What has been forgotten in this politics of personal embodiment are the activities of the Sangh Parivar in conducting the riots. The same organizations that will on the one hand proceed with anti minority propaganda mixed with moral policing and cultural affirmations of Hindutva and on the other hand, through their overconfidence and success, provide an opportunity to Modi to reaffirm the rules of governance as one that is autonomous of their interference. Among other things Modi marks the achievement of a system of checks and balances within the network of Sangh Parivar organizations which had, by acquiring hegemonic status in Gujarat, begun to acquire too much relative autonomy with increasing popular influence of Hindutva as a whole.
The real change that has happened in Hindutva is in the politics of leadership. If in the past a range of leaders (Vajpayee; Advani ; Joshi ; Katiyar/Bharati/Rithambara etc) combined different roles of the Sangh programme in themselves, now Modi as a person will do most of it by himself. He will remove the growing factionalism of the BJP leadership that was a consequence of the model of multiple leadership and combine a range of personas in himself: modest, placatory, abusive, violent, intimate, politician, poet, ascetic and worker, each persona being deployed according to the needs of the tactical occasion. But like all the other past leaders he will exhibit these personas from the heart of the Sangh. Modi really represents a new important phase in the history of the flexibilisation of the Sangh which started in the 1980’s with its scenting of new opportunities in the new global era of middle class growth and strengthening corporate power. Modi represents a shift to the politics of personal embodiment. Ram, in retrospect, represented the need for the leadership principle which could not be embodied in a living person. Now “Ram” has been firmly located in our world.
It may not be a coincidence that with his dwelling on his personal relationship with the electorate, Modi in his speech to the Vadodra inhabitants, did not refer to the diversity of the country but to the nation marching in step that would multiply the number of steps that are taken. Nor may it be a coincidence that this was accompanied by the projection of a new self, that is, of the mazdoor who is no. 1 by virtue of the extraordinary work he puts in – and of the figure of Ambedkar produced by Gaekwad (silently paralleling the way he was (re) produced by the RSS into a national hero). This may not be coincidence for what it may reveal is the production of an productivist notion of the self that plays on the class pride of the productive worker. The Worker Leader has migrated from Stalinism to Hindutva and class is now being sought to be mobilized as the basis of Hindu identity. For what Moditva may represent is the discovery of a social and economic logic of Hindutva selfhood that can complement its cultural programme of Hindutva. The Worker will motivate economic productivity, will try to give to the work ethic a populist appeal, even as it flattens social and economic identities which then complements the cultural project of homogenization. Modi represents the proliferation and the attempt to provide a wider basis for homogenizing identity than had been available to it so far.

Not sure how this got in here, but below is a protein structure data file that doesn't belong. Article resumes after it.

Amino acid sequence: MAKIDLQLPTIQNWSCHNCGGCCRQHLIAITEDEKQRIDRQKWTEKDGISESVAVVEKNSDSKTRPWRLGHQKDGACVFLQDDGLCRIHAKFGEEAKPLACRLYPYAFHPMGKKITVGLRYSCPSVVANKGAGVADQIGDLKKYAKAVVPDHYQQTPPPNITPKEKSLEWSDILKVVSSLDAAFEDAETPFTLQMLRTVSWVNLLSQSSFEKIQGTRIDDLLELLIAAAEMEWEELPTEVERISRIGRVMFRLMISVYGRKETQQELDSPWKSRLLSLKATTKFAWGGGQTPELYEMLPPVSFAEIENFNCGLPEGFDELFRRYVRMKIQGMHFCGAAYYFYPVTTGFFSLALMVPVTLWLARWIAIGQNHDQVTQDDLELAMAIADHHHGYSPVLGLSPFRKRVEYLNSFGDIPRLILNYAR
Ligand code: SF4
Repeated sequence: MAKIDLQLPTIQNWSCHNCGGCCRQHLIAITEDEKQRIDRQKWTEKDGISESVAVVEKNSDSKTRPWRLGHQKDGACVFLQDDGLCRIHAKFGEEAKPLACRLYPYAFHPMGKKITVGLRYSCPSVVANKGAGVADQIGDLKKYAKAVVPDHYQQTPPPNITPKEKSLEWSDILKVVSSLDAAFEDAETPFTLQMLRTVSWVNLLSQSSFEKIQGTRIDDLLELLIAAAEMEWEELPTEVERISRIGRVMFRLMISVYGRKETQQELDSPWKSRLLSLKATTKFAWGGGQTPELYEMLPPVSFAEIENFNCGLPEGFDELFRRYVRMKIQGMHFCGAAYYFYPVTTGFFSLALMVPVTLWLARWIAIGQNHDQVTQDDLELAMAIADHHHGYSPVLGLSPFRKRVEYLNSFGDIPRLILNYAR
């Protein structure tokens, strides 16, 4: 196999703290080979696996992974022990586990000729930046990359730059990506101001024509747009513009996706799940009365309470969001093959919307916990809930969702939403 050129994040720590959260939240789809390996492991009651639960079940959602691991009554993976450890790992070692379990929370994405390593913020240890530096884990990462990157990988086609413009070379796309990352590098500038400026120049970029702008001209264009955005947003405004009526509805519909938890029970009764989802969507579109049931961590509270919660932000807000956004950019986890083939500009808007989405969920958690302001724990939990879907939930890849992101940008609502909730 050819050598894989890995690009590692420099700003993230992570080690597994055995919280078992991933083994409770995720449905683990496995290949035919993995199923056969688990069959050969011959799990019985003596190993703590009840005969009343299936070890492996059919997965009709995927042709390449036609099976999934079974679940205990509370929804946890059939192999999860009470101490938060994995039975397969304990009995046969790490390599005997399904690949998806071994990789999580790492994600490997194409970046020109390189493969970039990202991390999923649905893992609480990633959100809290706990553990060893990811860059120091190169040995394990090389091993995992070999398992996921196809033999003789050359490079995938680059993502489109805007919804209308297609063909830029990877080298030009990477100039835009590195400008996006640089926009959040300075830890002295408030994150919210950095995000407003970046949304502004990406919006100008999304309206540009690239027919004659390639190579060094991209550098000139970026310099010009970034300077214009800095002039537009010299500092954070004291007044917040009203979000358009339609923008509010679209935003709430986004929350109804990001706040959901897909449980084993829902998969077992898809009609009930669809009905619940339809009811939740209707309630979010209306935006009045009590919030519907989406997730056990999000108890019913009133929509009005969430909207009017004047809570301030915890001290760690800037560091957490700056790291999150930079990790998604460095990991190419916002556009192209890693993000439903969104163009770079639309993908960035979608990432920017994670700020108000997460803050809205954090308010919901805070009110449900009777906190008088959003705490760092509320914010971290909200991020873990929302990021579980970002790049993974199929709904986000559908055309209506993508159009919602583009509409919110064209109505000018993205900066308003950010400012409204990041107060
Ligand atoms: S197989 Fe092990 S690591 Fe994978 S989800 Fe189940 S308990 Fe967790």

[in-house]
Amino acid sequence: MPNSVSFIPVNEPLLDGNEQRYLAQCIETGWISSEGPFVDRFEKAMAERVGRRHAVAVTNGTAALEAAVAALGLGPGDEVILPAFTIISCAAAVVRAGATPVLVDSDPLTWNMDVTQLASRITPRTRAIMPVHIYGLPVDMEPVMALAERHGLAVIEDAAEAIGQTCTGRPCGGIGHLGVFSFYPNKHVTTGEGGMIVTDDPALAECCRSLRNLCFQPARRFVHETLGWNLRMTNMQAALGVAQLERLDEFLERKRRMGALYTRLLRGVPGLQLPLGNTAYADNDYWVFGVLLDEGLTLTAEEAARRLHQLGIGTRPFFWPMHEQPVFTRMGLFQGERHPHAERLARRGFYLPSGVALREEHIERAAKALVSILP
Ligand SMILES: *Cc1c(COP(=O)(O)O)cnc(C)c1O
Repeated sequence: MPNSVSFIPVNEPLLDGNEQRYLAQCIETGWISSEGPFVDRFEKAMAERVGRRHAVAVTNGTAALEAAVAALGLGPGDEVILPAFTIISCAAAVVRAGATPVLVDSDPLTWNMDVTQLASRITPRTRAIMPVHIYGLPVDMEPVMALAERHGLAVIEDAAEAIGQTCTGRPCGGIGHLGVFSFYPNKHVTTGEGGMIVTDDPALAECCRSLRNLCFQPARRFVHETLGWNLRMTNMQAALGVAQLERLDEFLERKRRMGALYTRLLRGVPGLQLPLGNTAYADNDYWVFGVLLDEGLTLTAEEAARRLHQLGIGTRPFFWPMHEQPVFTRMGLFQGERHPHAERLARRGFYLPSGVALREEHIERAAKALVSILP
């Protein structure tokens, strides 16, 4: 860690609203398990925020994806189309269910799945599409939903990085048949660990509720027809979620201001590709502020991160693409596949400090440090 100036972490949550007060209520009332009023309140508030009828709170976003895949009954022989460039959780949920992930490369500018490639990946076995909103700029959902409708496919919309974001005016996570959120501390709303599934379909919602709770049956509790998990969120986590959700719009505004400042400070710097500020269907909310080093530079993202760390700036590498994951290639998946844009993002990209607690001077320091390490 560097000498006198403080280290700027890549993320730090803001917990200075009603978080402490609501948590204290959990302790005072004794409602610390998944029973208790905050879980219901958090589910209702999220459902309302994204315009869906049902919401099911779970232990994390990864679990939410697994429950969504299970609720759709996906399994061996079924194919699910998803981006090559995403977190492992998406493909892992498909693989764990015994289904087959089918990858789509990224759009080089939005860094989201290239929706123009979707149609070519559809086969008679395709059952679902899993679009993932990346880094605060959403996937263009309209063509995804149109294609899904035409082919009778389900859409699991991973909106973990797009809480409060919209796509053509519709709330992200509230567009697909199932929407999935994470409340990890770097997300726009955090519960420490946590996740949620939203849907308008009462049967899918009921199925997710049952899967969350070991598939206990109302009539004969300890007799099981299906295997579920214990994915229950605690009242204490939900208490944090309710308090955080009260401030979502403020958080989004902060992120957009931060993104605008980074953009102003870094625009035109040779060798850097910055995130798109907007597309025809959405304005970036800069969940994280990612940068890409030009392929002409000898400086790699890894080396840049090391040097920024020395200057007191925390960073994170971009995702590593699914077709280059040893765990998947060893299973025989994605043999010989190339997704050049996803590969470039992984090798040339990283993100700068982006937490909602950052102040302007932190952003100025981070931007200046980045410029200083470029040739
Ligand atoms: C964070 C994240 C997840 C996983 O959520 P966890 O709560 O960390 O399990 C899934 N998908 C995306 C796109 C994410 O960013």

This may mean many things for the minorities: structural marginalization together with selective economic empowerment, maybe the promotion of a small Muslim middle class held in check with the fear of violence unleashed against the Muslim masses \ migrants from time to time. But riot violence will no longer be gratuitous – unless an excess is temporarily needed (which it may be used in “ripening” places such as Bengal). Muzaffarnagar shows that riots can be deployed as a framing device to set up a polarized backdrop which can then be allowed to simply hover over the succeeding proceedings like a cloud. Of course this may not be the only mode: if at some conceivable future the gamble with the trickle down effect does not work out and the democratic traditions are not satisfied with Hindutva policies then another pogrom cannot be ruled out. For what has been produced over the last two decades or so is a reservoir of anti-minority sentiment that can be moulded in particular conjunctures of violence for temporary periods.
It is hard to conceive of the Sangh Parivar without anti-minorytism. The pride in the nation needs a necessary humiliation of an other.
The past should not be forgotten not because it simply haunts the present, but because the past can be (re) moulded and (re) mobilized by the face of a different future.
Pradip Kumar Datta teaches at the Department of Political Science, University of Delhi